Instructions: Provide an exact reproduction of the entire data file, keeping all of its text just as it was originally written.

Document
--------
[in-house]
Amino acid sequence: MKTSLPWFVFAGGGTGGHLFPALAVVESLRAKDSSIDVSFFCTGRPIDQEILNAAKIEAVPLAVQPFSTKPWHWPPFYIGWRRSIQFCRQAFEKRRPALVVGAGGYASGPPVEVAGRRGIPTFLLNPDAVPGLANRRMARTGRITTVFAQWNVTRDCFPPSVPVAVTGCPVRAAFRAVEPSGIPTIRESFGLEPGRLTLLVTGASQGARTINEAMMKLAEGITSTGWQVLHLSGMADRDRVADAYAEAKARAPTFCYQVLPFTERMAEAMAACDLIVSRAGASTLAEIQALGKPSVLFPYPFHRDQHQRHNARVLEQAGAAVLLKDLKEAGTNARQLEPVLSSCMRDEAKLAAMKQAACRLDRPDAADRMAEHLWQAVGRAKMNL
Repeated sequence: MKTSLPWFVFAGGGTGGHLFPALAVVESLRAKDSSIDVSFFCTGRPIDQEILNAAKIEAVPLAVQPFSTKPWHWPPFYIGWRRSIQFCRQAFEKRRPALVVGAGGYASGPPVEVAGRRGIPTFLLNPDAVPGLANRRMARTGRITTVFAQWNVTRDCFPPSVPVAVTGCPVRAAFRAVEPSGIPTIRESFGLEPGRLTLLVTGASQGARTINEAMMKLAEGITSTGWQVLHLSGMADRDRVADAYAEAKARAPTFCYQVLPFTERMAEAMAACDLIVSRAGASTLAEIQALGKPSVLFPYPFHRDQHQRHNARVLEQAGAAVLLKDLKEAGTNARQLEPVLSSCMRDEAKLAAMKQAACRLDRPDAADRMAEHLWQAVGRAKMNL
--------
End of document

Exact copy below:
[in-house]
Amino acid sequence: MKTSLPWFVFAGGGTGGHLFPALAVVESLRAKDSSIDVSFFCTGRPIDQEILNAAKIEAVPLAVQPFSTKPWHWPPFYIGWRRSIQFCRQAFEKRRPALVVGAGGYASGPPVEVAGRRGIPTFLLNPDAVPGLANRRMARTGRITTVFAQWNVTRDCFPPSVPVAVTGCPVRAAFRAVEPSGIPTIRESFGLEPGRLTLLVTGASQGARTINEAMMKLAEGITSTGWQVLHLSGMADRDRVADAYAEAKARAPTFCYQVLPFTERMAEAMAACDLIVSRAGASTLAEIQALGKPSVLFPYPFHRDQHQRHNARVLEQAGAAVLLKDLKEAGTNARQLEPVLSSCMRDEAKLAAMKQAACRLDRPDAADRMAEHLWQAVGRAKMNL
Repeated sequence: MKTSLPWFVFAGGGTGGHLFPALAVVESLRAKDSSIDVSFFCTGRPIDQEILNAAKIEAVPLAVQPFSTKPWHWPPFYIGWRRSIQFCRQAFEKRRPALVVGAGGYASGPPVEVAGRRGIPTFLLNPDAVPGLANRRMARTGRITTVFAQWNVTRDCFPPSVPVAVTGCPVRAAFRAVEPSGIPTIRESFGLEPGRLTLLVTGASQGARTINEAMMKLAEGITSTGWQVLHLSGMADRDRVADAYAEAKARAPTFCYQVLPFTERMAEAMAACDLIVSRAGASTLAEIQALGKPSVLFPYPFHRDQHQRHNARVLEQAGAAVLLKDLKEAGTNARQLEPVLSSCMRDEAKLAAMKQAACRLDRPDAADRMAEHLWQAVGRAKMNL